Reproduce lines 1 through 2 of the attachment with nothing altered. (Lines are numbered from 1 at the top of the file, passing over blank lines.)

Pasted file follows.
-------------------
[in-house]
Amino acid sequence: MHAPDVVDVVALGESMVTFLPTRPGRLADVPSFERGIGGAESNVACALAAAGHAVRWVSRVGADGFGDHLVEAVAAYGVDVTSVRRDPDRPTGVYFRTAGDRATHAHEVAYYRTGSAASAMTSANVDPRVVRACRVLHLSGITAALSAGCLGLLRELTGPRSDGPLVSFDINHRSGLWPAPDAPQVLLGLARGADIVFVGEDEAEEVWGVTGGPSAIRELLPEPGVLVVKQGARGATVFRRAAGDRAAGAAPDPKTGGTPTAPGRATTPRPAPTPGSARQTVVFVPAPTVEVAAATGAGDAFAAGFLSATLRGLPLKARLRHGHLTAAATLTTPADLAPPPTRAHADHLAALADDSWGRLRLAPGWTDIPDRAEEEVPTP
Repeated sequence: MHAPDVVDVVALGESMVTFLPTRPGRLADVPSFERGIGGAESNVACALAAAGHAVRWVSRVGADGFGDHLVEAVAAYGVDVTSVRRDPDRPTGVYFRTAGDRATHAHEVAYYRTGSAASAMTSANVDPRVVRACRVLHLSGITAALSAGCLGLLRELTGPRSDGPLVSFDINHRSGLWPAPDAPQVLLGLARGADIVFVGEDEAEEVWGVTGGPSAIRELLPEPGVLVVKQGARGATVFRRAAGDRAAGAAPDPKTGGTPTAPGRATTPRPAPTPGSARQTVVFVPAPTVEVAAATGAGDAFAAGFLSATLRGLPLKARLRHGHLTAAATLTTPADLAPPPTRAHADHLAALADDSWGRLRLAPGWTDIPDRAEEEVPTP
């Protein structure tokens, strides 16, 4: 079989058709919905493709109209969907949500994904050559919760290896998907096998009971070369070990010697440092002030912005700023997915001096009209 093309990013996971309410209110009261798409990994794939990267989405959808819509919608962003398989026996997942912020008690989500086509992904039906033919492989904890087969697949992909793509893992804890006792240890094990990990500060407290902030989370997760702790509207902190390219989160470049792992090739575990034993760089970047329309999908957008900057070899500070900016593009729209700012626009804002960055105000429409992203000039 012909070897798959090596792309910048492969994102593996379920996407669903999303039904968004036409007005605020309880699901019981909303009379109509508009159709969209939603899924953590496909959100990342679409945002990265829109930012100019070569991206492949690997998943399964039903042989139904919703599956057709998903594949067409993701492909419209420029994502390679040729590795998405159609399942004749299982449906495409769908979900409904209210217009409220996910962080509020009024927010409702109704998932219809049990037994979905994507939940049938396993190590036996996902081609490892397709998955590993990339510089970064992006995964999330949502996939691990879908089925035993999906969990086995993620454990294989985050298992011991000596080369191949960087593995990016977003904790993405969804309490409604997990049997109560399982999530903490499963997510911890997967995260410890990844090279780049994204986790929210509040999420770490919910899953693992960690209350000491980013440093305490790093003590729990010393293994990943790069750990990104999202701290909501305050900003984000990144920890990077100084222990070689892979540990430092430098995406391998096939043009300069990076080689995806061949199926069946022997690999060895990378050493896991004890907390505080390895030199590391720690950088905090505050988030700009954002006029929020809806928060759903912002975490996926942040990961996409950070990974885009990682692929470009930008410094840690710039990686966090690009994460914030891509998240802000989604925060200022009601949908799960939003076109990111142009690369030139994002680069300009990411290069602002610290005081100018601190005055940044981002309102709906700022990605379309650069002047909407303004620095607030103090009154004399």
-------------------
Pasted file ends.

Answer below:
[in-house]
Amino acid sequence: MHAPDVVDVVALGESMVTFLPTRPGRLADVPSFERGIGGAESNVACALAAAGHAVRWVSRVGADGFGDHLVEAVAAYGVDVTSVRRDPDRPTGVYFRTAGDRATHAHEVAYYRTGSAASAMTSANVDPRVVRACRVLHLSGITAALSAGCLGLLRELTGPRSDGPLVSFDINHRSGLWPAPDAPQVLLGLARGADIVFVGEDEAEEVWGVTGGPSAIRELLPEPGVLVVKQGARGATVFRRAAGDRAAGAAPDPKTGGTPTAPGRATTPRPAPTPGSARQTVVFVPAPTVEVAAATGAGDAFAAGFLSATLRGLPLKARLRHGHLTAAATLTTPADLAPPPTRAHADHLAALADDSWGRLRLAPGWTDIPDRAEEEVPTP